New data shows 6.5 million U.S. students chronically absent
(District of Columbia) In a first of its kind survey, the U.S. Department of Education reported Tuesday that more than 6.5 million of the nation’s K-12 students are chronically absent from class – about 13 percent of combined enrollments.
For high school the numbers are even more stark – close to three million miss at least 15 days or more, which is about 18 percent of enrollment.
The findings were drawn from the department’s biennial collection of student data that monitors a variety of educational and civil rights issues, which for the first time included new details about students who miss school for any reason.
Last year, President Barack Obama initiated a national campaign to support districts and local communities in combatting the growing number of students who are chronically absent. One objective of the effort was to better establish exactly the magnitude of the problem.
Tuesday’s release of the 2013-14 Civil Rights Data Collection, or CRDC, found that poor attendance is especially problematic for many high school subgroups:
- 20 percent of Latino students are chronically absent
- 22 percent of black students are chronically absent
- 20 percent or more of American Indians are chronically absent.
- 20 percent of all English learners are chronically absent.
Perhaps not surprisingly, the study also found that high school students with disabilities are 1.3 times as likely to be chronically absent as high school students without disabilities.
As part of the reauthorization legislation in December, Congress required in the Every Student Succeeds Act that states must collect and distribute annual reports on school and student performance, along with data on student discipline, school arrests, preschool enrollment, accelerated coursework, per pupil expenditures and chronic absenteeism.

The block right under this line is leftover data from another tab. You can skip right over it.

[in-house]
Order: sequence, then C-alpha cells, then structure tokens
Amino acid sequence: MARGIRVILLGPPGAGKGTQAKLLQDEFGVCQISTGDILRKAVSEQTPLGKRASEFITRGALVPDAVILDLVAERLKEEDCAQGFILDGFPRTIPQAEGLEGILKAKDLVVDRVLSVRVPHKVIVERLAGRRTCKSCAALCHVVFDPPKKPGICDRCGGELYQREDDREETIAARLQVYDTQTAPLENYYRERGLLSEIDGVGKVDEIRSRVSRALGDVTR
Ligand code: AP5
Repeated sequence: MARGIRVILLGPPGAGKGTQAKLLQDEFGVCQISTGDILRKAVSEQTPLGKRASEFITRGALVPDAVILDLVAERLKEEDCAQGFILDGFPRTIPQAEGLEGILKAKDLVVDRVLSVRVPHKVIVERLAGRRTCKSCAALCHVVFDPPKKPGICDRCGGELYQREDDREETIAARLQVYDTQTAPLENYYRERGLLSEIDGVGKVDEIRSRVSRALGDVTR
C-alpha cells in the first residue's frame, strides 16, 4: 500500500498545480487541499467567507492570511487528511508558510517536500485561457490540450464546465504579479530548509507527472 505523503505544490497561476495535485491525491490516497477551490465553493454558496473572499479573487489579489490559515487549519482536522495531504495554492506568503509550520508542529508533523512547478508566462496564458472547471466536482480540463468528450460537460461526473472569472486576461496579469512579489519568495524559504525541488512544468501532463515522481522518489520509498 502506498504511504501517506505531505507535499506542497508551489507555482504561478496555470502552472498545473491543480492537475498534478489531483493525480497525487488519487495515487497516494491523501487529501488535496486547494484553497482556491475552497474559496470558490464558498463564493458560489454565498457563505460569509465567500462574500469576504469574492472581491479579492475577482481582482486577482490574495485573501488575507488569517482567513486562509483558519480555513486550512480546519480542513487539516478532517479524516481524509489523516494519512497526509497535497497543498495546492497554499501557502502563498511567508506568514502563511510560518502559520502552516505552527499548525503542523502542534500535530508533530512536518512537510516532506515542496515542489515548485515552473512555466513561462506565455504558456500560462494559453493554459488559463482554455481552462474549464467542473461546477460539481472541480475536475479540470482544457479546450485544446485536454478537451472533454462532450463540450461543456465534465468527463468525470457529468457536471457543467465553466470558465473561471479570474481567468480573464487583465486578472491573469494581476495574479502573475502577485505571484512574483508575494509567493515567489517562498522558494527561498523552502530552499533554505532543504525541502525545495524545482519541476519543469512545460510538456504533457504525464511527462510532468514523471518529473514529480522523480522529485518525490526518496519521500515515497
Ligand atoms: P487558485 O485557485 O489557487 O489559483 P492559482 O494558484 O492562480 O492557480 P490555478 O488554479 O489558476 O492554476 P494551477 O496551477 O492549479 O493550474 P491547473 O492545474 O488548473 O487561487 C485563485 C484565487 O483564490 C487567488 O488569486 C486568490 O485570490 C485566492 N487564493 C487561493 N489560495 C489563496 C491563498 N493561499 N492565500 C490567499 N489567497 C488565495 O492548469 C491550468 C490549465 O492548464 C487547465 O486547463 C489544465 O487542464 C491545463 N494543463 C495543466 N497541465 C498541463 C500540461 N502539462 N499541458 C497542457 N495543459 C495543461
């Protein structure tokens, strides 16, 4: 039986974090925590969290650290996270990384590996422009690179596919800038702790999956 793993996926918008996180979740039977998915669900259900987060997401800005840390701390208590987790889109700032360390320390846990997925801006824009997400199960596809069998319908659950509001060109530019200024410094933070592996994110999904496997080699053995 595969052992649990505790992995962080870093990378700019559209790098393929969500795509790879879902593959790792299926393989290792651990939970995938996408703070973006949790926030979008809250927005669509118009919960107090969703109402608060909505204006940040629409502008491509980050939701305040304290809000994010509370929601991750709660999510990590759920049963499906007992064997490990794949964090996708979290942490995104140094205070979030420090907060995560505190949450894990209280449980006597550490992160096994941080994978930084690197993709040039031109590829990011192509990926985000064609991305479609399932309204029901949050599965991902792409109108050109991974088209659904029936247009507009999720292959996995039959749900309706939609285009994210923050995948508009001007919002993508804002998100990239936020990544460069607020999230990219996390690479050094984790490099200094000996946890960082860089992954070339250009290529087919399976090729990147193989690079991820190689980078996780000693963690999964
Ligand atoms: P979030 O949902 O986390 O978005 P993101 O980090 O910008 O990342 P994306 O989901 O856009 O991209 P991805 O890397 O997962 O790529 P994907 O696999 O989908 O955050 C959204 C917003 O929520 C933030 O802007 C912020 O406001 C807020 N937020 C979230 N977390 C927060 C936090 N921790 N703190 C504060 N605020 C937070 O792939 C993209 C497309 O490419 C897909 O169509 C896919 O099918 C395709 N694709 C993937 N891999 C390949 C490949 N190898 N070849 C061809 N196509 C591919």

ESSA also requires states to adopt new accountability systems that include at least one measure of “school climate” that could be represented using attendance data, among other options.
Other highlights from the report include evidence that schools are finding other means to deal with on-campus disruptions beside suspensions or expulsions. The new data found that out-of-school suspensions decreased nearly 20 percent since 2012-13.
Still an issue, however, is that English learners and students with disabilities continue, on average, to be disciplined more often than their classmates.
“The Obama Administration has always stressed how data can empower parents, educators and policy makers to make informed decisions about how to better serve students,” said U.S. Secretary of Education John B. King Jr. in a statement. “The stories the CRDC data tell us create the imperative for a continued call to action to do better and close achievement and opportunity gaps. This is one of the reasons I am excited by the opportunity offered by the new Every Student Succeeds Act. It makes clear the obligation our schools and states have to ensure that all students have access to an excellent education that prepares them to succeed in college and careers. It also makes clear that ESSA's Title I funds are to be used to provide the additional support needed to make that happen.”
- More than half of high schools do not offer calculus, four in 10 do not offer physics, more than one in four do not offer chemistry, and more than one in five do not offer Algebra II, which is considered a gateway class for success in college.
- 10 percent of the teachers in schools with high numbers of black and Latino students are in their first year of teaching, compared to only 5 percent in schools with low numbers of black and Latino students.
- In kindergarten through the 12th grade, black students are nearly four times as likely to be suspended as are white students. Black students also are nearly twice as likely to be expelled — removed from school with no services — as are white students.
- More than 20 percent, or close to 850,000 high schools, lack any school counselor.
- Only a third of high schools with high black and Latino enrollments offer calculus, compared to 56 percent of those that serve low numbers of black and Latino students.